• Web developers can build faster applications — Most web developers are still not aware of the research done by Yahoo and Google on what makes web pages load more quickly. Web developers need to test their mobile code using tools like Yahoo’s YSlow and Google’s Page Speed plugins for Firefox. If developers can’t optimize for desktop browsers, they won’t succeed on mobile.
  • Use hardware accelerated css — The iPhone also offers hardware accelerated css transformations, animation and 3D. Using these css tools, you can build smooth flowing effects that rival native applications as shown by the cover flow example built in Safari shown in the video below.

The final thing thing to keep in mind is that web technology isn’t perfect for all applications. Most immersive games should be built using native code.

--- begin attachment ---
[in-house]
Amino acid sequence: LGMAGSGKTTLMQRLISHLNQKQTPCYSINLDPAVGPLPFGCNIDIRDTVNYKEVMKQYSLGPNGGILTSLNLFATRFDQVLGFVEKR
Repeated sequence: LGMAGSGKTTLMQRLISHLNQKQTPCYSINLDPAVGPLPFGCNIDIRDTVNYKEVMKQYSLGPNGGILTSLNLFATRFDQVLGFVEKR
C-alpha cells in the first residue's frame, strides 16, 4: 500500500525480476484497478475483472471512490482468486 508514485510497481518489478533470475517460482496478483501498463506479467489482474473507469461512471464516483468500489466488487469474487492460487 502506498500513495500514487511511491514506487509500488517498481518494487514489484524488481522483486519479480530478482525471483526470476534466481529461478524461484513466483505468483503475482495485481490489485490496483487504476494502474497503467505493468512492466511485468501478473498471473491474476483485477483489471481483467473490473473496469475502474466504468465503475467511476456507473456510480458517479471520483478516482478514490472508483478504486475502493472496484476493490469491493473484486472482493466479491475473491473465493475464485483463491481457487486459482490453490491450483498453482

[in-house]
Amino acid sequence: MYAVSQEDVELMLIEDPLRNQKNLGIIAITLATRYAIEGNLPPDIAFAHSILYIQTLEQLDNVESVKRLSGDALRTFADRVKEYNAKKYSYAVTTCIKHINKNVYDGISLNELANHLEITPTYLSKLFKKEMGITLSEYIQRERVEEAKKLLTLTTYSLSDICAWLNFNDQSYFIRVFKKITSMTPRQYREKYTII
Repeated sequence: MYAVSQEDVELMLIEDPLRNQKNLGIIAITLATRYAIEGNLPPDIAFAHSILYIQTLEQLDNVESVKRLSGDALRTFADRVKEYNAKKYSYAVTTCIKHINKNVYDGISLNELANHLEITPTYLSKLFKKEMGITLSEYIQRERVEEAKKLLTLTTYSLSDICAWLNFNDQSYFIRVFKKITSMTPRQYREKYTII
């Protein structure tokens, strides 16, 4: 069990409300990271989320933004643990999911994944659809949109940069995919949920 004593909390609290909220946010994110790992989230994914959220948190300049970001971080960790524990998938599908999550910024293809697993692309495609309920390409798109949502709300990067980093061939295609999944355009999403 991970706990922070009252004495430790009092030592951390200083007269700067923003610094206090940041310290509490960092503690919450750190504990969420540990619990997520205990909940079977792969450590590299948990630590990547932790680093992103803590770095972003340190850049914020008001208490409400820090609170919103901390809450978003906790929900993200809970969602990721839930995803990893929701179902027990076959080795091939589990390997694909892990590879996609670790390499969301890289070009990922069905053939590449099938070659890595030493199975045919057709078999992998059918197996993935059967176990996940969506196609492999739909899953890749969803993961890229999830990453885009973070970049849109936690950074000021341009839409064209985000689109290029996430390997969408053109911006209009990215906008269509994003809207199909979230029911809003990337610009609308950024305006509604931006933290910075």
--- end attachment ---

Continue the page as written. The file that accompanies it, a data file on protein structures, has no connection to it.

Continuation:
However for numerous applications, web technology performance is more than sufficient.

GPS access was provided in the latest iPhone OS release, but the other device attributes like camera, accelerometer and compass are still not accessible in the browser.

Photo of person taking photo of themselves using iPhone
iPhone self portrait courtesy Flickr user davemmett published under Creative Commons

The good news is that mobile phone manufacturers seem to be taking seriously the need to provide access to these attributes. The Palm Web OS is great example of exposing all of these attributes in javascript.

In July, the W3C chartered the new Device APIs and Policy Working Group to work on defining standard ways to access these device attributes.